## Tag Archives: Lorentz transformation

### The Pleasures of Reading Feynman on Physics – IV

Chemists don’t really need to know much about electromagnetism.  Understand Coulombic forces between charges and you’re pretty much done.   You can use NMR easily without knowing much about magnetism aside from the shielding of the nucleus from a magnetic field by  charge distributions and ring currents. That’s  about it.  Of course, to really understand NMR you need the whole 9 yards.

I wonder how many chemists actually have gone this far.  I certainly haven’t.  Which brings me to volume II of the Feynman Lectures on Physics which contains over 500 pages and is all about electromagnetism.

Trying to learn about relativity told me that the way Einstein got into it was figuring out how to transform Maxwell’s equations correctly (James J. Callahan “The Geometry of Spacetime” pp. 22 – 27).  Using the Galilean transformation (which just adds velocities) an observer moving at constant velocity gets a different set of Maxwell equations, which according to the Galilean principle of relativity (yes Galileo got there first) shouldn’t happen.

Lorentz figured out a mathematical kludge so Maxwell’s equations transformed correctly, but it was just that,  a kludge.  Einstein derived the Lorentz transformation from first principles.

Feynman back in the 60s realized that the entering 18 yearolds had heard of relativity and quantum mechanics.  He didn’t like watching them being turned off to physics by studying how blocks travel down inclined planes for 2 or more years before getting to the good stuff (e. g. relativity, quantum mechanics).  So there is special relativity (no gravity) starting in volume I lecture 15 (p. 138) including all the paradoxes, time dilation length contraction, a very clear explanation fo the Michelson Morley experiment etc. etc.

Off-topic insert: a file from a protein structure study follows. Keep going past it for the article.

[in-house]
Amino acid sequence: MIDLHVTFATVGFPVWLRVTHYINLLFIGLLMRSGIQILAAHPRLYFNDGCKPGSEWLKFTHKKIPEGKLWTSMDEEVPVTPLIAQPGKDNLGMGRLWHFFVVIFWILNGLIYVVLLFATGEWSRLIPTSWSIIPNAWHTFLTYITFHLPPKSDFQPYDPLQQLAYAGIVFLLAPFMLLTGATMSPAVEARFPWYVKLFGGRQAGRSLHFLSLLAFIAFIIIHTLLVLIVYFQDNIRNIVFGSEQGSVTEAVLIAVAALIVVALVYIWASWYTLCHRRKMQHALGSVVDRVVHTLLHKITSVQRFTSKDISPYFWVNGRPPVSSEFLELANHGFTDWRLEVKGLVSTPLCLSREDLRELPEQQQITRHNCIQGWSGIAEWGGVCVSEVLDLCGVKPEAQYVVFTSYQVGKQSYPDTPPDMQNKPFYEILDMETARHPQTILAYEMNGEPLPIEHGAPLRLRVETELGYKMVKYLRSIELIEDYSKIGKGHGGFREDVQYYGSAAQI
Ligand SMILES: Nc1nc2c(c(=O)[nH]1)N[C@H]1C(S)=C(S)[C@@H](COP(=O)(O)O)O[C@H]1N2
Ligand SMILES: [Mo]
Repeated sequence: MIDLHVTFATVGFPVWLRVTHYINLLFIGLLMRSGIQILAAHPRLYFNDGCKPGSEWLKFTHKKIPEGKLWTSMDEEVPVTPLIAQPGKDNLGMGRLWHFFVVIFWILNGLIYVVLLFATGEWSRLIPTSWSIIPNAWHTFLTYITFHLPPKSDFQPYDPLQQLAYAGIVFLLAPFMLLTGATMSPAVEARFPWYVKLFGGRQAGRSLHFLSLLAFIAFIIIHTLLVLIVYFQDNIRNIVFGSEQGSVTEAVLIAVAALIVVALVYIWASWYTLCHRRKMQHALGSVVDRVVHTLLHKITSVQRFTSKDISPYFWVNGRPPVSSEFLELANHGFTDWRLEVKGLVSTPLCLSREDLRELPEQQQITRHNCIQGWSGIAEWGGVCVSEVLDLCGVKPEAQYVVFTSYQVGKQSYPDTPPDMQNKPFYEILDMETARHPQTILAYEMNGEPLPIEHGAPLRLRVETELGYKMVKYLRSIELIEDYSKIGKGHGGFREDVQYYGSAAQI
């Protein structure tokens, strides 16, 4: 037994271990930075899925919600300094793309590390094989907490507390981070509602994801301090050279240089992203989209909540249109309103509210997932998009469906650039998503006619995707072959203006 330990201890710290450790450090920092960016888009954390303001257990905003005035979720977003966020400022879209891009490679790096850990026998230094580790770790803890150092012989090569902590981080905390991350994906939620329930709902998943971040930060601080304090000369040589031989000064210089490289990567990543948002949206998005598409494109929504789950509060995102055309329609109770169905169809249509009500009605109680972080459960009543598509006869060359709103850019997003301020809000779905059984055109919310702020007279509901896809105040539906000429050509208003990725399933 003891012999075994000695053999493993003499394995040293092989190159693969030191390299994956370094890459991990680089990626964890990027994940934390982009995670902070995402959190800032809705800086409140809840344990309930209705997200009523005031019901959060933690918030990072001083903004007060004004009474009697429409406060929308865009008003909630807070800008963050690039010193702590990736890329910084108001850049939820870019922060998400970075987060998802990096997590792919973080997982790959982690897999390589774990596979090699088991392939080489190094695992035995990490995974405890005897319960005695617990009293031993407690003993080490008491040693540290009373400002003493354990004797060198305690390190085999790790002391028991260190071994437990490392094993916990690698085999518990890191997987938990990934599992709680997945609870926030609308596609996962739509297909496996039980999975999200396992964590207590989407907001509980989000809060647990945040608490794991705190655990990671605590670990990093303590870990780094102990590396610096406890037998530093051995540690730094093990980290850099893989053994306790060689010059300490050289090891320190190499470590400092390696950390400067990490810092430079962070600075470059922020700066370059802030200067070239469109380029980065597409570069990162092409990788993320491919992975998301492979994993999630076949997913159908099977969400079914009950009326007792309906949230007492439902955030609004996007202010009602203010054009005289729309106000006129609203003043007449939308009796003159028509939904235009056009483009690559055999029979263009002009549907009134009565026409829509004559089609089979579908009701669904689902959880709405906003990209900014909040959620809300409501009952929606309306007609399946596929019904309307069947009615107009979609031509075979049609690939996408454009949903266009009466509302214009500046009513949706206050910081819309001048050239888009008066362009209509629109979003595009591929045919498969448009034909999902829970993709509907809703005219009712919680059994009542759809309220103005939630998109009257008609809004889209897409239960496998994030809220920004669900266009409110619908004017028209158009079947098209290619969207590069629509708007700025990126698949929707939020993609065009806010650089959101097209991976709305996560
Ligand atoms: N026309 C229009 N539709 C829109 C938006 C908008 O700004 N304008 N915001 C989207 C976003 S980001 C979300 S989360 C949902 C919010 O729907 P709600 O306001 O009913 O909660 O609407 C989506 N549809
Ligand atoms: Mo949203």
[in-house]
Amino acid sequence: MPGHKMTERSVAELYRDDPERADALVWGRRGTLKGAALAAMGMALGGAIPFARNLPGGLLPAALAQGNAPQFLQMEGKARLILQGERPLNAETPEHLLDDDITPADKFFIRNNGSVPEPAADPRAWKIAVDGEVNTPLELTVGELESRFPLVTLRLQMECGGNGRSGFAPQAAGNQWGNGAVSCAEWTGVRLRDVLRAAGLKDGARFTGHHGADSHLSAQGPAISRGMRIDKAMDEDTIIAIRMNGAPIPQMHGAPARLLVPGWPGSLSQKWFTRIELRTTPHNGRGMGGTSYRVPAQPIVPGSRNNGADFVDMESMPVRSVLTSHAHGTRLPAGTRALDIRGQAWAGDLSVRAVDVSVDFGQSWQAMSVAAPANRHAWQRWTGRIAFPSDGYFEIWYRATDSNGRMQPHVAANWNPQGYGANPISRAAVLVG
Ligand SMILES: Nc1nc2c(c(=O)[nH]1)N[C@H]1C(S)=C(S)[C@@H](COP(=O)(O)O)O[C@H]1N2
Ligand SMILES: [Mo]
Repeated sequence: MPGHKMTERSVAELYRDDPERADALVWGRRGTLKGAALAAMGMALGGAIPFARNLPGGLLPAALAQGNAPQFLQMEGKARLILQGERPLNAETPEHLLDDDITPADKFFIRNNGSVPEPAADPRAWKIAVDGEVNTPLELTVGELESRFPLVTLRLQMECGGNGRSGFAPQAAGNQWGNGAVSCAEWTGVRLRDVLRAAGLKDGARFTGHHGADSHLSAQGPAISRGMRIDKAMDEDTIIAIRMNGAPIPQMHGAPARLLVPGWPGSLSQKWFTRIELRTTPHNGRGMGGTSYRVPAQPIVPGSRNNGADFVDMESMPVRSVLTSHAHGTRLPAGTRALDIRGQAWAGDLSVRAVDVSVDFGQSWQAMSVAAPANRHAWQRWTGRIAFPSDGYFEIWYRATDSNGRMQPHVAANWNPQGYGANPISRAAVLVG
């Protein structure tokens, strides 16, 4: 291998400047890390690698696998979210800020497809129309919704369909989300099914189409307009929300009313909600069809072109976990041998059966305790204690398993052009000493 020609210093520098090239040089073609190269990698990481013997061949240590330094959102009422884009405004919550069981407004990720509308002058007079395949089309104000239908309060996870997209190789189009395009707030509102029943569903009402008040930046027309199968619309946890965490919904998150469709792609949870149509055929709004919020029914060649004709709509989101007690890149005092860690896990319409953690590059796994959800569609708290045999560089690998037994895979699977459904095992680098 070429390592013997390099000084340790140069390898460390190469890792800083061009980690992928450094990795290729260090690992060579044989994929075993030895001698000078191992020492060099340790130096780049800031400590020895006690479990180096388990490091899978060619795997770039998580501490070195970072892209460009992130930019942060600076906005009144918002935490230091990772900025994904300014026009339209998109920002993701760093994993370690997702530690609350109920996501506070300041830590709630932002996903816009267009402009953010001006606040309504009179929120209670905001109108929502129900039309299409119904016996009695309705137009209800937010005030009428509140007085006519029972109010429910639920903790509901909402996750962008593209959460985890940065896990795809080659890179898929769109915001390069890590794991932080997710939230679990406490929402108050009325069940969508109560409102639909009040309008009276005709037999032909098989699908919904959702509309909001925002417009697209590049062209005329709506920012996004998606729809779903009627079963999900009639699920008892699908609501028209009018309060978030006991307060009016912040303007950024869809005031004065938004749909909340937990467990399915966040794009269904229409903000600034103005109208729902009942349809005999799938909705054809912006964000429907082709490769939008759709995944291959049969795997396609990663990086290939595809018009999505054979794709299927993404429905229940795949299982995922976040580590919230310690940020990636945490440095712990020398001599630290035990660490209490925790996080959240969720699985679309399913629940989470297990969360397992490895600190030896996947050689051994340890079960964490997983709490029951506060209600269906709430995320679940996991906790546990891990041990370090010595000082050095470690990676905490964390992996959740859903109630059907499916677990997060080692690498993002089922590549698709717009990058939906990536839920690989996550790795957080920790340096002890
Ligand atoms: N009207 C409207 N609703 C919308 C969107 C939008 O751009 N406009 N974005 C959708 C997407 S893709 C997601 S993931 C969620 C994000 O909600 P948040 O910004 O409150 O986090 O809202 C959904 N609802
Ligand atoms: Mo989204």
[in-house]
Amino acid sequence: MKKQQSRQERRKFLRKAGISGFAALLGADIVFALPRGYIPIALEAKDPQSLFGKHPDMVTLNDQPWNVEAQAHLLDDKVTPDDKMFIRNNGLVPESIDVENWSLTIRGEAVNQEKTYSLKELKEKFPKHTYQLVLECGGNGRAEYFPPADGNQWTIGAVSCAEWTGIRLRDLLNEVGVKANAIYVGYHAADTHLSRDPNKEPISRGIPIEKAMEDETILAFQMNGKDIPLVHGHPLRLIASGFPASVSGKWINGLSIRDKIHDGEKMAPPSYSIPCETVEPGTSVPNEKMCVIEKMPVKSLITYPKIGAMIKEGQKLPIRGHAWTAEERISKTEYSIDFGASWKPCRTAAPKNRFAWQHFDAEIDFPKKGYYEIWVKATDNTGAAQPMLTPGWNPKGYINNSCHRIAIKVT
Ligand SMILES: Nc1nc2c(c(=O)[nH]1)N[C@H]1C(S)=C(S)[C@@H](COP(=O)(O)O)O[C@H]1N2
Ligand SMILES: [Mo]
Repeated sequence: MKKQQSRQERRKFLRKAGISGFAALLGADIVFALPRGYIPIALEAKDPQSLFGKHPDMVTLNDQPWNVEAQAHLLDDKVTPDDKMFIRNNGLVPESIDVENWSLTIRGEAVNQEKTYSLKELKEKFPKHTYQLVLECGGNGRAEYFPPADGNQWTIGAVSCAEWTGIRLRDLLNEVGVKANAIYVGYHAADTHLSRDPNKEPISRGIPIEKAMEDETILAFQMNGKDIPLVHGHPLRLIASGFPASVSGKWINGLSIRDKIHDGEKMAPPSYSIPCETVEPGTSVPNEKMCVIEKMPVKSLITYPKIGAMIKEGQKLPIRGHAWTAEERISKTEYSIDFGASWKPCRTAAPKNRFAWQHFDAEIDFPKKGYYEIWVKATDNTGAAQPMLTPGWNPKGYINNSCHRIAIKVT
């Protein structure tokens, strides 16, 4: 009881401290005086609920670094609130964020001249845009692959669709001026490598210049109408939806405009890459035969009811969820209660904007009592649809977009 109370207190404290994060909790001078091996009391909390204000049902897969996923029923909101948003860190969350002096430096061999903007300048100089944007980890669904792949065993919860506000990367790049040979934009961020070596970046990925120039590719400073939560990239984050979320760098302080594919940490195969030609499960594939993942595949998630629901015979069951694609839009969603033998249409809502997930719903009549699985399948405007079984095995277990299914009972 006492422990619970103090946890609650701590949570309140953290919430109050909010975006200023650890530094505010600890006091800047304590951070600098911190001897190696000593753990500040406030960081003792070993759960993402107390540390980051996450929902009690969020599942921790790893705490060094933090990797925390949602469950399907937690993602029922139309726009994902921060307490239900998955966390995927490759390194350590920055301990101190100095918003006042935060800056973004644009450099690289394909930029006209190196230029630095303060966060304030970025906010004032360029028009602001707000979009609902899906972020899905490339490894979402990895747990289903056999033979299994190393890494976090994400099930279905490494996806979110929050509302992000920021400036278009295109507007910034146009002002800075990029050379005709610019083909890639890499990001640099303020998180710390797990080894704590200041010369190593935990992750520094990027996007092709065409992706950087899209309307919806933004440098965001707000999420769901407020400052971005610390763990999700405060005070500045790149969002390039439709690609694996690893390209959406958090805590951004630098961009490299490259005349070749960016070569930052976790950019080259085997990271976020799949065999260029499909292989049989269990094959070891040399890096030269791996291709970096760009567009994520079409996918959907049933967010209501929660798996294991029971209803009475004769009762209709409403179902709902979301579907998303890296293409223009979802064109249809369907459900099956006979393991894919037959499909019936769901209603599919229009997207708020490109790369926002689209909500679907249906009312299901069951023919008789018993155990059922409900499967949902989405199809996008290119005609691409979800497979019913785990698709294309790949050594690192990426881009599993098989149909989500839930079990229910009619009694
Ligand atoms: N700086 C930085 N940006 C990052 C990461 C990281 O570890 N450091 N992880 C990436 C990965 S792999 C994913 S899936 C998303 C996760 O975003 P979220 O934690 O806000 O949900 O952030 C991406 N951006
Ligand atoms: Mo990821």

Which brings me to volume II, which is also crystal clear and contains all the vector calculus (in 3 dimensions anyway) you need to know.  As you probably know, moving charge produces a magnetic field, and a changing magnetic field produces a force on a moving charge.

Well and good but on 144 Feynman asks you to consider 2 situations

1. A stationary wire carrying a current and a moving charge outside the wire — because the charge is moving, a magnetic force is exerted on it causing the charge to move toward the wire (circle it actually)

2. A stationary charge and a  moving wire carrying a current

Paradox — since the charge isn’t moving there should be no magnetic force on it, so it shouldn’t move.

Then Feynman uses relativity to produce an electric force on the stationary charge so it moves.  (The world does not come equipped with coordinates) and any reference frame you choose should give you the same physics.

He has to use the length (Fitzgerald) contraction of a moving object (relativistic effect #1) and the time dilation of a moving object (relativistic effect #2) to produce  an electric force on the stationary charge.

It’s a tour de force and explains how electricity and magnetism are parts of a larger whole (electromagnetism).  Keep the charge from moving and you see only electric forces, let it move and you see only magnetic forces.  Of course there are reference frames where you see both.

### A mathematical kludge and its repair

If you are in a train going x miles an hour and throw a paper airplane forward at x feet per second (or x * 3600/5280 miles per hour, relative to someone outside the train sees the plane move a bit faster than x miles an hour.  Well that’s the whole idea of the Galilean transformation.  Except that they don’t really see velocities adding that way for really fast velocities (close to the speed of light).